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PRESS RELEASE


JPMorgan & Mega-Banks Publicly
Oppose Glass-Steagall in Delaware

DOVER, Delaware, June 27, 2013 (EIRNS)—A public, all-out brawl has broken out in the small but historic state of Delaware, for and against the restoration by Congress of Franklin Roosevelt's Glass-Steagall Act. Representatives of the biggest U.S. bank, JP Morgan Chase, all the other mega-banks from the U.S, and even some European mega-banks have jumped in, apparently desperate to slow down pro-Glass-Steagall momentum. These gigantic banks, with derivatives gambles of almost $300 trillion, are reportedly putting intense pressure on the highest-level state elected officials, to block the adoption of a simple, two-page, non-binding pro-Glass-Steagall resolution!

At a Delaware State Senate hearing last Wednesday, June 19, a JP Morgan spokesman cited the national campaign in which many state legislatures have introduced, and some have passed LaRouche PAC-initiated pro-Glass-Steagall resolutions. Many leading national figures, in Washington and around the country, immediately concluded, as one institutional leader put it in a question to Lyndon LaRouche on his LaRouche PAC webcast last Friday June 21, JP Morgan's response "is indicative of the fact that the fight for Glass-Steagall is reaching a tipping-point."

At the center of this fight in Delaware between representatives of gigantic forces, is a simple, two-page, non-binding resolution, through which members of the Delaware State Senate call on their one Congressman and two U.S. Senators to co-sponsor HR 129 and the identical U.S. Senate restore Glass-Steagall bill, S985 . However, the (Delaware) Senate Resolution No. 8, when introduced on May 15, was co-sponsored by a bi-partisan group of 10 of the 21 Senators, the 6 (majority) Democrats, including the current Majority Whip and former Majority Leader, making passage likely— if nothing got in the way.

At that point, JP Morgan Chase jumped in with all four feet, to stop this two-page resolution, with Morgan's Delaware spokesman registering on the states web site on May 27 as lobbying on (i.e. against) SR No. 8. As pressure mounted, from the state and local officials and activists backing Glass-Steagall, for a committee hearing on, and passage of the resolution, JP Morgan got reinforcements. Joining in the (legally-required) state registration as lobbying against SR 8, were lobbyists for bank groups representing the big 6 U.S. mega-banks, and even mega-banks from Britain, Netherlands and Germany; the state spokesman for the giant Bank of America; and then, the day before June 19, the scheduled day for the Senate Banking Committee hearing, a second Bank of America official, a Senior VP was brought in from Washington, D.C.!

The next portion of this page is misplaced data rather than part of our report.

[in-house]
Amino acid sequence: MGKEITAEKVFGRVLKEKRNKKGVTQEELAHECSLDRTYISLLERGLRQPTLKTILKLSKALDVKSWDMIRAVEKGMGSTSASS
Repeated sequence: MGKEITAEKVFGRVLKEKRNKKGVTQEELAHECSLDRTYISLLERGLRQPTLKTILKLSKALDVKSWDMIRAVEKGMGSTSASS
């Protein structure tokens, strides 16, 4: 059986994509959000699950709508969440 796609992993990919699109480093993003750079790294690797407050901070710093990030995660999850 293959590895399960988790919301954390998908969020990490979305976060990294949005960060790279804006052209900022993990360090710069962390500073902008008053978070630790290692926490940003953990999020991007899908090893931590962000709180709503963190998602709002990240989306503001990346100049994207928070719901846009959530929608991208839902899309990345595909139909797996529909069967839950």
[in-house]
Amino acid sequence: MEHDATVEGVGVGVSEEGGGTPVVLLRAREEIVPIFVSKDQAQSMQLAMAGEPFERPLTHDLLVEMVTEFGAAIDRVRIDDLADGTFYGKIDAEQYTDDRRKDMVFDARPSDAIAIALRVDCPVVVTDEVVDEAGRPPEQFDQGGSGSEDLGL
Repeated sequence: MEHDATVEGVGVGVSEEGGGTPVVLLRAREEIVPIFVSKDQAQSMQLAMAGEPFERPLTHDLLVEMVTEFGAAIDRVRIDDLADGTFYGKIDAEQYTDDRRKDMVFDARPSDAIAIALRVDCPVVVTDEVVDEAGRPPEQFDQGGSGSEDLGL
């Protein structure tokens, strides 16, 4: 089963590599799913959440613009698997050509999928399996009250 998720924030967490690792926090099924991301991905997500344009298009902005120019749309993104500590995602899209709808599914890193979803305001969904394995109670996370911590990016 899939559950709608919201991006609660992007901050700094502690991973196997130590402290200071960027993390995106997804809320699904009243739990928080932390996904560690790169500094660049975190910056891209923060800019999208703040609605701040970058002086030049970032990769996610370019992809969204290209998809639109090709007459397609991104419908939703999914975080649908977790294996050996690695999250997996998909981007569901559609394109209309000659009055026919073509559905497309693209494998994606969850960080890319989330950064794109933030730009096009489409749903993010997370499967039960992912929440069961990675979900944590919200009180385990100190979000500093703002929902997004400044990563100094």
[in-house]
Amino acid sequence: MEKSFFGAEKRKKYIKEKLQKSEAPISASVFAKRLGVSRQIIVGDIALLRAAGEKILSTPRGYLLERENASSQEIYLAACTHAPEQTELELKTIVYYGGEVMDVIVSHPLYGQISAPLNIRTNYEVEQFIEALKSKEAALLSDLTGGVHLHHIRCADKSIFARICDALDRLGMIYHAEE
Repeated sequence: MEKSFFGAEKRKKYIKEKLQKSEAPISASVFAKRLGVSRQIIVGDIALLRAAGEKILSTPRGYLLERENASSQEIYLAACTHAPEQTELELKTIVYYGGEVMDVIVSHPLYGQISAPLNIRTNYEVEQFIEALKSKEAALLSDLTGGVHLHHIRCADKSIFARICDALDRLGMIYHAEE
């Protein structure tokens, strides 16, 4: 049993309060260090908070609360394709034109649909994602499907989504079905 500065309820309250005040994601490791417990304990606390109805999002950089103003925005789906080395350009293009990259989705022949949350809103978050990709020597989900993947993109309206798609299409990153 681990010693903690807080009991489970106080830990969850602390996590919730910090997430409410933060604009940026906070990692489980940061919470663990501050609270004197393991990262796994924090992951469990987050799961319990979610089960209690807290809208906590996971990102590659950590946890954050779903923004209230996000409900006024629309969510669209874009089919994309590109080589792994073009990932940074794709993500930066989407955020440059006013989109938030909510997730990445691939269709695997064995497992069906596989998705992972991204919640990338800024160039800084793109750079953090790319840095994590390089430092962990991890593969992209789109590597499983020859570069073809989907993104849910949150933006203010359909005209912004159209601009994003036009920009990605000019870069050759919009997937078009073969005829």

At the hearing itself, chief sponsor Sen. Bruce Ennis's presentation of the need for Glass-Steagall was met with demands from the JP Morgan spokesman that "it would be very inadvisable for Delaware, of all states, to pass this resolution at this time." When Sen. Ennis cited the U.S. government's GAO report that the big banks had received bail-outs of $16 trillion, the Morgan man falsely replied "That was the TARP. It was all re-paid, with interest." (The TARP was $700 billion. The banks represented at the hearing had received bailouts of over $11 trillion, according to the GAO.) Yet when Sen. Ennis three times warned of bail-ins by US banks, similar to Cyprus seizing huge amounts of bank deposits of businesses, churches and colleges, not one of the bank spokesmen said one word to deny it.

Multiple sources in and around the state legislature report tremendous pressure from the bankers on the highest-level state political officials, to quash Senate Resolution No. 8. One top bank lobbyist was heard to state, the big banks are livid, and political leaders gave similar reports. Adding to the fray Wednesday June 25 was the report from D.C. of the Congressional hearing featuring strong endorsement for a Glass-Steagall separation of the mega-banks by leading bank regulators, current FDIC Vice-Chair Thomas Hoenig and well-known FDIC former Chair Sheila Bair

At this writing, there is a bureaucratic maneuver underway, reportedly ordered from on high, to keep the resolution bottled up in committee until the end of the session, June 30th. Nonetheless, the ten State Senators and the other fighters for the Glass-Steagall resolution are expressing pride that they upheld Delawares patriotic tradition as The First State to ratify the U.S. Constitution.